Blow and flesh flies (families Calliphoridae and Sarcophagidae) feed on carrion, open wounds of living animals and/or faecal matter and generally oviposit on the first two substrates. Weird as it might sound this makes them perhaps ideal candidates for an alternative way of sampling DNA from wild mammals.
A group of researchers from Germany demonstrated that mammal monitoring through carrion flies is possible and may even overcome some of the impediments associated with the use of blood eating insects and leeches. Ttsetse flies and leeches live in restricted habitats and many mosquito and tsetse fly species are host specific. Both problems don not occur with blow and flesh flies. As we all know they are usually not picky when it comes to habitat or host choice.
The team captured several flies that emerged from carcasses found in two forests —the Tai National Park in Côte d’Ivoire and the Kirindy Forest in Madagascar—and extracted the DNA in their guts to get a snapshot of the mammals in each area. The random collection of 75 and 40 flies at the two parks allowed them to recover of DNA from 16 and 4 mammal species, respectively. For Kirindy, this corresponds to 13% of the known local mammalian community (31 species). The mammal biodiversity of the Tai National Park is not yet fully characterized but striking outcomes were the sampling of six of the nine species of the local primate community and the detection of Jentink's duiker (Cephalophus jentinki), a very rare and endangered antelope species whose entire population is estimated to be <3500 individuals world wide.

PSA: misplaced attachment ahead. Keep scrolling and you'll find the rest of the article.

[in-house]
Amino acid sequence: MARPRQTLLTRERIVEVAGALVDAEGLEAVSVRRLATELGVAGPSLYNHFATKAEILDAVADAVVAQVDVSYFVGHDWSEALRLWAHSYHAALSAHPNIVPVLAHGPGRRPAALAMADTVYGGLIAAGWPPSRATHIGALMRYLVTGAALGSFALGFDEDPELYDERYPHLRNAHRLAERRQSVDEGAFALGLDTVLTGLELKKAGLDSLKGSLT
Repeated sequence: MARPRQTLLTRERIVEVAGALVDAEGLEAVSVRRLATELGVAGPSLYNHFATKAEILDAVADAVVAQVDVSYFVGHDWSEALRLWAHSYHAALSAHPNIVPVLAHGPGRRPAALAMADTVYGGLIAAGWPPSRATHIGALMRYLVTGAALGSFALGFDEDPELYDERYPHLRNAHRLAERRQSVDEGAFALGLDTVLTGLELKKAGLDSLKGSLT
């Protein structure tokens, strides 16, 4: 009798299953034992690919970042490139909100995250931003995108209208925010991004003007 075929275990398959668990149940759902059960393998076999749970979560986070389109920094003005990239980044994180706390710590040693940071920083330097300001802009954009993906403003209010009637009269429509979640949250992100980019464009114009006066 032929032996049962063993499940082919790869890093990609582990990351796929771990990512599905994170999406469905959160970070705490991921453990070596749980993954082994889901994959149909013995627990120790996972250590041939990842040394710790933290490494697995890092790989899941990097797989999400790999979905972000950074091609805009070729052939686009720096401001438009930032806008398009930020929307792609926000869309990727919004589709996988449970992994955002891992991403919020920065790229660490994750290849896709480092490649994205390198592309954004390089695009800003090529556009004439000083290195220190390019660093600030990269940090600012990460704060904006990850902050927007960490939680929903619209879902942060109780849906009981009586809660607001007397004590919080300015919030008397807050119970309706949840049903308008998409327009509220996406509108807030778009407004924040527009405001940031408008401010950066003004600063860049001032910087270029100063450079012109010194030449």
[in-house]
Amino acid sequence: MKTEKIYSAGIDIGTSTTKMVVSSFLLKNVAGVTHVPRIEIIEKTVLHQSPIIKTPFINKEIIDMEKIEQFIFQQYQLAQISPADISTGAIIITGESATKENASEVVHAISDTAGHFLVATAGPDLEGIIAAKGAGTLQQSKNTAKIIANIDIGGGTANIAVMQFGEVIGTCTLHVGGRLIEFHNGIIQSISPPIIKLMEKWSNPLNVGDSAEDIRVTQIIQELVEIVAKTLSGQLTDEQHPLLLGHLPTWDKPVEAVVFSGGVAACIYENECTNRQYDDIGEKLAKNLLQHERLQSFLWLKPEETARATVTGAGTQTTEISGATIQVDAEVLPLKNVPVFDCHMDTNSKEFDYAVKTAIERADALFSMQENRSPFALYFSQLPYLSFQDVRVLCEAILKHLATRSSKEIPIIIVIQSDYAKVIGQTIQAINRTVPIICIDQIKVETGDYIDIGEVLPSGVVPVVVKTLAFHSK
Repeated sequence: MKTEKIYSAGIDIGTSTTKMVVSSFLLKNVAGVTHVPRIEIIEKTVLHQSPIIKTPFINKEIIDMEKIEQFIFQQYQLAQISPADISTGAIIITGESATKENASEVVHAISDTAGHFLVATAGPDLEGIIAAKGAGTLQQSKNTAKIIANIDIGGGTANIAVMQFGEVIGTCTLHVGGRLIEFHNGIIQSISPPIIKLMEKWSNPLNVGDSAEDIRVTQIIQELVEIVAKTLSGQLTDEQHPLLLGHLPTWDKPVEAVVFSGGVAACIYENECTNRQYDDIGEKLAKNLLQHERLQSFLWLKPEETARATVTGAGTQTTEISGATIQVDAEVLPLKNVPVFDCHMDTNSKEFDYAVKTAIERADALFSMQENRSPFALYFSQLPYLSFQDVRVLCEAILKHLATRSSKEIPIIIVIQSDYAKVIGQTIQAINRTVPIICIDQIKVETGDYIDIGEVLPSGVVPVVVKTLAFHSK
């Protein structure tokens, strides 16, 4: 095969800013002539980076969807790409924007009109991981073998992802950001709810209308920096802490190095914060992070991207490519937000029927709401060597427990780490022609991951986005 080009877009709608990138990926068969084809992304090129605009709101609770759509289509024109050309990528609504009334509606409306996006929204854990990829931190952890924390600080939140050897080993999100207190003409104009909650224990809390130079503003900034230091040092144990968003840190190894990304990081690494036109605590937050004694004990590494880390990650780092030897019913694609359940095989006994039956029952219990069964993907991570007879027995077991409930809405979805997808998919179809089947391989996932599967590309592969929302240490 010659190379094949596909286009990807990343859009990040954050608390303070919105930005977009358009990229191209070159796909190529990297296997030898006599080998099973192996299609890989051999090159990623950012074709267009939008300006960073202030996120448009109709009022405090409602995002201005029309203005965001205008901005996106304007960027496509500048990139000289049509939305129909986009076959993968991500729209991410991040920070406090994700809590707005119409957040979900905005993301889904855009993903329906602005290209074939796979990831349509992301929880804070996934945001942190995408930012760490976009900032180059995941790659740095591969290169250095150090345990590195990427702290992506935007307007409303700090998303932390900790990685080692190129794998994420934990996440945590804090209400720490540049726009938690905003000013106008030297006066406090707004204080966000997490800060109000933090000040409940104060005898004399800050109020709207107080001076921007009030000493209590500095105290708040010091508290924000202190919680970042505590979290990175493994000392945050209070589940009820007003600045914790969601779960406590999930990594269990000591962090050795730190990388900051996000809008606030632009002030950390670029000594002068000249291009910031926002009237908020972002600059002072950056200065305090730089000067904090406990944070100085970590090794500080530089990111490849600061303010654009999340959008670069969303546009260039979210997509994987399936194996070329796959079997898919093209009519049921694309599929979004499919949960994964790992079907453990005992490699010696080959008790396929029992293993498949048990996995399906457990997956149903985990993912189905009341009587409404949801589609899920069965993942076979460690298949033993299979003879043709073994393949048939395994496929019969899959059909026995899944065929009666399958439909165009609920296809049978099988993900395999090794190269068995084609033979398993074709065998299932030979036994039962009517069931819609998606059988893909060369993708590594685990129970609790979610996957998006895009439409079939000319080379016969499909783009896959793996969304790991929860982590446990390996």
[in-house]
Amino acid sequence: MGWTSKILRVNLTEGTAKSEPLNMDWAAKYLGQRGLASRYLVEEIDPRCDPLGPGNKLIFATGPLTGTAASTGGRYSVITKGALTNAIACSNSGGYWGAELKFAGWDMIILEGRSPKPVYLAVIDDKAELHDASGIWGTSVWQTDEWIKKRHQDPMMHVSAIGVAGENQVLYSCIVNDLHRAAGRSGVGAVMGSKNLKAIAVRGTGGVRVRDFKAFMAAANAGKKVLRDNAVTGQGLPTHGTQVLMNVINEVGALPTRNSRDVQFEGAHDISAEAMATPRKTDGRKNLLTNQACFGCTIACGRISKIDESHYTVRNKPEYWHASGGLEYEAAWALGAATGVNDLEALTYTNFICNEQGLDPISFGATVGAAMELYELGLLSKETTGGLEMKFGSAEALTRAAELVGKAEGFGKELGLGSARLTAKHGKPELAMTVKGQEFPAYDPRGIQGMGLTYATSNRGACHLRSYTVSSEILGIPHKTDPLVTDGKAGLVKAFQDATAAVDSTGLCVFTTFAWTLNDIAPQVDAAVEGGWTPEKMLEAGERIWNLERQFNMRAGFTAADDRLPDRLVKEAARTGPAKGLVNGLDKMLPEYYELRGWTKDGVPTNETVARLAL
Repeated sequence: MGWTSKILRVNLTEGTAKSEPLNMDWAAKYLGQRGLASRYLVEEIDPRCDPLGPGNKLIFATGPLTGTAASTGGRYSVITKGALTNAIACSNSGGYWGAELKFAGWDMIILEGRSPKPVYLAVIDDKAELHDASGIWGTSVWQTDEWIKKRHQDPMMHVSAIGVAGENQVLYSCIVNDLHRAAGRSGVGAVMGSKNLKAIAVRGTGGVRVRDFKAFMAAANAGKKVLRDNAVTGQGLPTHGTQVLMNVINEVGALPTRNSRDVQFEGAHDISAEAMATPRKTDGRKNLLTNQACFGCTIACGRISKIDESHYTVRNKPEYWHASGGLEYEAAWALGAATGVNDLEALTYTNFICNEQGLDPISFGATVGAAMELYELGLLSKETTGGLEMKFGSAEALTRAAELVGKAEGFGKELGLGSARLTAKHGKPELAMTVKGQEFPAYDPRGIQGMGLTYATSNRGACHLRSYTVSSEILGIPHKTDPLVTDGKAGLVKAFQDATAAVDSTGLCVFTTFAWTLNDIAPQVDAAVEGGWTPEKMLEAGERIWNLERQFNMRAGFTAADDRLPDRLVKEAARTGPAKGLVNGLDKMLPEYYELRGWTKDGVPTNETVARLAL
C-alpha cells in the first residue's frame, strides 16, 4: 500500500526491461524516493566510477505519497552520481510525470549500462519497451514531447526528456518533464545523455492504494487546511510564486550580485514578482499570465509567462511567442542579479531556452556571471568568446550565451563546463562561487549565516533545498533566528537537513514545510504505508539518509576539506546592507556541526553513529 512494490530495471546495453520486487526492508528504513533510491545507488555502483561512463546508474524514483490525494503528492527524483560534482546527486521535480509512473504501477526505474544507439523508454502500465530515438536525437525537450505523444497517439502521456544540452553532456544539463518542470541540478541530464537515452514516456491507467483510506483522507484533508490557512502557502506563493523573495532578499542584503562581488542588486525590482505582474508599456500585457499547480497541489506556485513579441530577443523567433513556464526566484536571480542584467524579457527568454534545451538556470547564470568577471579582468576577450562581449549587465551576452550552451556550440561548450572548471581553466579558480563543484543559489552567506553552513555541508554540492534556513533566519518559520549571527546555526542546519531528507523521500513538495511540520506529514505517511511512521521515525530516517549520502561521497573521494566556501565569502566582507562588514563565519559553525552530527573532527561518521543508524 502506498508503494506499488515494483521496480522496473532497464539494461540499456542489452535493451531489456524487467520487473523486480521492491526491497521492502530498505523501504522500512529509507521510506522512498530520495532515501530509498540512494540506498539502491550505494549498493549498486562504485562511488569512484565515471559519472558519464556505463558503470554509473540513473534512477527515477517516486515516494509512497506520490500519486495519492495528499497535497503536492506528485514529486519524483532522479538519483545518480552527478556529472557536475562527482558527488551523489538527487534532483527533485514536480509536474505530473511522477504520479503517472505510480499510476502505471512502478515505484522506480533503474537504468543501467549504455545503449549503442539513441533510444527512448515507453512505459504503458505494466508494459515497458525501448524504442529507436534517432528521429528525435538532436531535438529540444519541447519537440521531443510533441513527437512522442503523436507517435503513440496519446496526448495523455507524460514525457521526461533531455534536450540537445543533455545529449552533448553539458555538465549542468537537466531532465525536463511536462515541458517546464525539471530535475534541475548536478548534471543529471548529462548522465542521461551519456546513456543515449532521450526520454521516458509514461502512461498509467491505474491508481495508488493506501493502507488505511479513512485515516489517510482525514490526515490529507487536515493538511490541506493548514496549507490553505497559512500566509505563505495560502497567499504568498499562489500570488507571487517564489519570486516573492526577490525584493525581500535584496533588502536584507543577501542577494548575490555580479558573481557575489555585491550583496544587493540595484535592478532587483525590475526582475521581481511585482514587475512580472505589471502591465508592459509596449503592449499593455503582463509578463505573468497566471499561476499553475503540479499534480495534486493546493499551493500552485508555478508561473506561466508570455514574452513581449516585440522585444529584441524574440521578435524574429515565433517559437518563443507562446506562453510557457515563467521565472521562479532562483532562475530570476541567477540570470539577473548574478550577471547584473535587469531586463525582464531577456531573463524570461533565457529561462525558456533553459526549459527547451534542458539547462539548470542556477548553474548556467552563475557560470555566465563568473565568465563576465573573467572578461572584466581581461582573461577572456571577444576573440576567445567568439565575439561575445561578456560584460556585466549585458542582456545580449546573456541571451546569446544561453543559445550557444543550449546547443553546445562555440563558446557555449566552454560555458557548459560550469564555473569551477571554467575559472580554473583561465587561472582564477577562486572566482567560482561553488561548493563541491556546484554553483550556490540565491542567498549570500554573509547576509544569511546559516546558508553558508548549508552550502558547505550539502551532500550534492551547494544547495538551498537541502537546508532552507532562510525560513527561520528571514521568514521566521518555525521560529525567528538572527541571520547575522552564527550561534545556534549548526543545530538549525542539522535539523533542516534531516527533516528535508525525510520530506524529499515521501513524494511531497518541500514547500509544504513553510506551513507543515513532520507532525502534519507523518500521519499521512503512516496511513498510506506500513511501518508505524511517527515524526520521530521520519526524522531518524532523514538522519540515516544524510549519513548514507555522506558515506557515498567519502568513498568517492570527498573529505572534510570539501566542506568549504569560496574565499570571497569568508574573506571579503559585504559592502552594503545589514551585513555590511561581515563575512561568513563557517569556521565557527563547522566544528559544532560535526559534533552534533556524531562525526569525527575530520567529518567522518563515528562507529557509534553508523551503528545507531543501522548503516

Carrion fly DNA analysis might offer a broad range of potential applications linked with the assessment and monitoring of mammalian biodiversity. Ed Yong calls it census-taking via corpse-eating.
The only critical comment I have is my usual "standards lament". The colleagues used 16S and 12S and I couldn't find any explanation in the paper why they didn't use COI which would have allowed them to tap into a much larger library and allowed us to compare their data to other barcoding studies.
h/t Bob Hanner